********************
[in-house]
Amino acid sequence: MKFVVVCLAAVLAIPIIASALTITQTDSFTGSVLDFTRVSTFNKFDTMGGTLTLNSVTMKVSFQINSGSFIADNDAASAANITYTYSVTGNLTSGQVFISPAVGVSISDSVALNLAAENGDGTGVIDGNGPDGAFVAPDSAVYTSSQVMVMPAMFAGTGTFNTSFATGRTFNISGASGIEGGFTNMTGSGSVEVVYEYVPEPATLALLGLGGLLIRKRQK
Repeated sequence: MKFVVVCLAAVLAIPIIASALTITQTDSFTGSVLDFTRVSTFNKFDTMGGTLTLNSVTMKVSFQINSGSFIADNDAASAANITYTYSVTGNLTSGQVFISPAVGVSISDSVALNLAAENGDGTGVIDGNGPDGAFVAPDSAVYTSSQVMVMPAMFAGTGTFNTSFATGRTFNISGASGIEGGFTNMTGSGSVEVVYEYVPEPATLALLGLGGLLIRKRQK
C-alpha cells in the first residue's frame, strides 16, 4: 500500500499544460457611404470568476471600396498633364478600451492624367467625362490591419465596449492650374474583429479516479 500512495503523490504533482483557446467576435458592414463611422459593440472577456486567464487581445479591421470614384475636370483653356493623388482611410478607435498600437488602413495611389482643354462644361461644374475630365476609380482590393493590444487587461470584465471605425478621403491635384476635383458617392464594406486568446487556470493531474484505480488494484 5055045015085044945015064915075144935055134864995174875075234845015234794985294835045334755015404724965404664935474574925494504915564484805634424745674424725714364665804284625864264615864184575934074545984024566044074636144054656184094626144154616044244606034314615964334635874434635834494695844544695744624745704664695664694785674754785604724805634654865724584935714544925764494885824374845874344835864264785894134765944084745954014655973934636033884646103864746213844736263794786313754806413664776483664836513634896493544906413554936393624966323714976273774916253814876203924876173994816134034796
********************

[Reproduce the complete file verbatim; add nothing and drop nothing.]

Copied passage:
[in-house]
Amino acid sequence: MKFVVVCLAAVLAIPIIASALTITQTDSFTGSVLDFTRVSTFNKFDTMGGTLTLNSVTMKVSFQINSGSFIADNDAASAANITYTYSVTGNLTSGQVFISPAVGVSISDSVALNLAAENGDGTGVIDGNGPDGAFVAPDSAVYTSSQVMVMPAMFAGTGTFNTSFATGRTFNISGASGIEGGFTNMTGSGSVEVVYEYVPEPATLALLGLGGLLIRKRQK
Repeated sequence: MKFVVVCLAAVLAIPIIASALTITQTDSFTGSVLDFTRVSTFNKFDTMGGTLTLNSVTMKVSFQINSGSFIADNDAASAANITYTYSVTGNLTSGQVFISPAVGVSISDSVALNLAAENGDGTGVIDGNGPDGAFVAPDSAVYTSSQVMVMPAMFAGTGTFNTSFATGRTFNISGASGIEGGFTNMTGSGSVEVVYEYVPEPATLALLGLGGLLIRKRQK
C-alpha cells in the first residue's frame, strides 16, 4: 500500500499544460457611404470568476471600396498633364478600451492624367467625362490591419465596449492650374474583429479516479 500512495503523490504533482483557446467576435458592414463611422459593440472577456486567464487581445479591421470614384475636370483653356493623388482611410478607435498600437488602413495611389482643354462644361461644374475630365476609380482590393493590444487587461470584465471605425478621403491635384476635383458617392464594406486568446487556470493531474484505480488494484 5055045015085044945015064915075144935055134864995174875075234845015234794985294835045334755015404724965404664935474574925494504915564484805634424745674424725714364665804284625864264615864184575934074545984024566044074636144054656184094626144154616044244606034314615964334635874434635834494695844544695744624745704664695664694785674754785604724805634654865724584935714544925764494885824374845874344835864264785894134765944084745954014655973934636033884646103864746213844736263794786313754806413664776483664836513634896493544906413554936393624966323714976273774916253814876203924876173994816134034796